Primary school head 'silenced' over governor sex doll investigation
A head teacher was "forbidden" by the Catholic church from telling parents a school governor was being investigated over a sex doll, the BBC has been told.
David Turner, of Ramsgate, Kent, was jailed last month after he admitted importing a child sex doll.
Parents say it was nine months after Turner's arrest that St Ethelbert's Catholic Primary in Ramsgate told them he had been investigated.
The school and the Archdiocese of Southwark have declined to comment.
Turner was arrested in November 2016, charged in April and went on to appear in court in June - but parents said they were only alerted by the school in August.
Turner, who also served as a church warden at St Ethelbert's Church, Ramsgate, the church linked to the school, had also admitted downloading 34,000 images of child sexual abuse.
Parents said they approached head teacher John Letts for answers, but Mr Letts, who is also a safeguarding representative for St Ethelbert's Church, told them the archdiocese had stopped him telling them sooner.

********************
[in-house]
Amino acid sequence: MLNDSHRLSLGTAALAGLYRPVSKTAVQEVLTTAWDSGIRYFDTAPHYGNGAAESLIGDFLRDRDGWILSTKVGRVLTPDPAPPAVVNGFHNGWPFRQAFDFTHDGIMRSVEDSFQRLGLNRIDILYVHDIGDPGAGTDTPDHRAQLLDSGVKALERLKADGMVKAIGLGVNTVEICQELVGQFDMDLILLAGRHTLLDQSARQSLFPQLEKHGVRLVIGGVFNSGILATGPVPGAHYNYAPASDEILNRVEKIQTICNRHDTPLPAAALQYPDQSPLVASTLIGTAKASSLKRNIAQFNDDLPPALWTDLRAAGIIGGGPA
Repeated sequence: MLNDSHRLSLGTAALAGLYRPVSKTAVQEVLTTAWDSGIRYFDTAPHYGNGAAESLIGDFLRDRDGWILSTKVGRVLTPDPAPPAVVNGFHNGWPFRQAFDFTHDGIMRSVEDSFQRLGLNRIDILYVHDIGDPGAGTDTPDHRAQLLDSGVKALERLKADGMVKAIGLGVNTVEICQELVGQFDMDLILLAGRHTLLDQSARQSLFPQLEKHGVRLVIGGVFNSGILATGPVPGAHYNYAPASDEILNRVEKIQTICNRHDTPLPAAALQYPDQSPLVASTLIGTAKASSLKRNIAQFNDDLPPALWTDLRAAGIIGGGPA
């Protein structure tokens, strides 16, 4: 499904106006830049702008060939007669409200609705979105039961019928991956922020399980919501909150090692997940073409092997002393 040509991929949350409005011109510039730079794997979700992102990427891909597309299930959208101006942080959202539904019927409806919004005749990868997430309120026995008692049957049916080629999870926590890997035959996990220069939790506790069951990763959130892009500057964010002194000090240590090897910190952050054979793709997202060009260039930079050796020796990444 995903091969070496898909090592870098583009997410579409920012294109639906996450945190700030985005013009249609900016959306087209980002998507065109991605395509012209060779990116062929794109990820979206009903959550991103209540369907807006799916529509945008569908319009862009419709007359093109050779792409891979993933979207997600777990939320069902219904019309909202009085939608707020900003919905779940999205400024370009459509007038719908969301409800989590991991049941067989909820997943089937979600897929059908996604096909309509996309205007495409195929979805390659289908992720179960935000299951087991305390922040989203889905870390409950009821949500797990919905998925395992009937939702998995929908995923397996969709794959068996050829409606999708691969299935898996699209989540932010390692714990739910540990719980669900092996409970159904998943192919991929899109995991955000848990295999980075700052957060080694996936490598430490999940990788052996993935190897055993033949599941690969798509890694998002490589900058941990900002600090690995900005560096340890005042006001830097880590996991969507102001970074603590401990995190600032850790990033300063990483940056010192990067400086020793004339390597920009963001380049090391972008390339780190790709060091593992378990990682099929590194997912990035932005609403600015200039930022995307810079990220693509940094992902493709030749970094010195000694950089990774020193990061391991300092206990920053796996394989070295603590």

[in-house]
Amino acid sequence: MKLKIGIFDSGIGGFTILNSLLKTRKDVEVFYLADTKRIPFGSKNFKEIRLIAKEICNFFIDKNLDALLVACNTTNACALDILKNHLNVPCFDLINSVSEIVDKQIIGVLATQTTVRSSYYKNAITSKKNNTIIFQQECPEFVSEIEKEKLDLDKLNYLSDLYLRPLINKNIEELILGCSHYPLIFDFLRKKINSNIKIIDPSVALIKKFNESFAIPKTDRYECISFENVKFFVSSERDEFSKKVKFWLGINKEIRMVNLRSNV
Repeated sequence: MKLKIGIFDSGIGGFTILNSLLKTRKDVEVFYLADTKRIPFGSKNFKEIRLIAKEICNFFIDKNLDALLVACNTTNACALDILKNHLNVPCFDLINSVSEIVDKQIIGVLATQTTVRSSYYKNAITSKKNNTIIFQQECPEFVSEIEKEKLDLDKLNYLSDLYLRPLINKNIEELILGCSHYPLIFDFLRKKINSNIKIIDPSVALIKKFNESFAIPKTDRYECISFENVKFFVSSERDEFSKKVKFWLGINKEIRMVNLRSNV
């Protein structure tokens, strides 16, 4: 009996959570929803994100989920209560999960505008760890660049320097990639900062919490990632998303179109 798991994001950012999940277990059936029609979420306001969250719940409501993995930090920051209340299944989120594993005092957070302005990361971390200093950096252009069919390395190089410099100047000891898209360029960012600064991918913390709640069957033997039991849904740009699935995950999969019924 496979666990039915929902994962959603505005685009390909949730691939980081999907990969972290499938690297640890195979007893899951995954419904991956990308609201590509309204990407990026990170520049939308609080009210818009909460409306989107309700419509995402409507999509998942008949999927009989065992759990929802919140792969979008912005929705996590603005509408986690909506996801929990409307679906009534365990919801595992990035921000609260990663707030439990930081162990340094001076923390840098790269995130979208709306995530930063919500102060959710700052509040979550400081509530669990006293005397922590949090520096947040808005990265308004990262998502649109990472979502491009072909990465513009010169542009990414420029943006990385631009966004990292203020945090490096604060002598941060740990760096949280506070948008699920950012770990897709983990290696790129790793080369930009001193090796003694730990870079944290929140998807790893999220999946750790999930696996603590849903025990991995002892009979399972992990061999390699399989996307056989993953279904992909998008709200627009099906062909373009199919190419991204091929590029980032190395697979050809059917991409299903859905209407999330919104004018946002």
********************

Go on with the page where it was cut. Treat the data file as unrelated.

One mother, who has not been named, told the BBC the whole incident had been "silenced" and said: "To me, the church doesn't have that right."
Another parent wrote on social media: "School have been forbidden by the diocese to release a statement...it's horrendous."
South Thanet MP Craig Mackinlay said the situation was appalling.
"The school could have behaved better," he said.
"They could have had a public meeting within the school with parents to actually explain the measures that they are undertaking in terms of safeguarding issues and general safety."
The BBC has also discovered Turner stole photos of pupils from the school.
The Crown Prosecution Service confirmed Turner removed photos - of events such as dressing up days and held legitimately by the school - without permission.
One parent, Emily Davies, said she had no choice but to remove her daughter from St Ethelbert's.
She said: "The school should have made a statement straight away. The parents should have been all completely reassured.
"I should not be having to find out the information by myself, about what might have happened or could have happened to my daughter."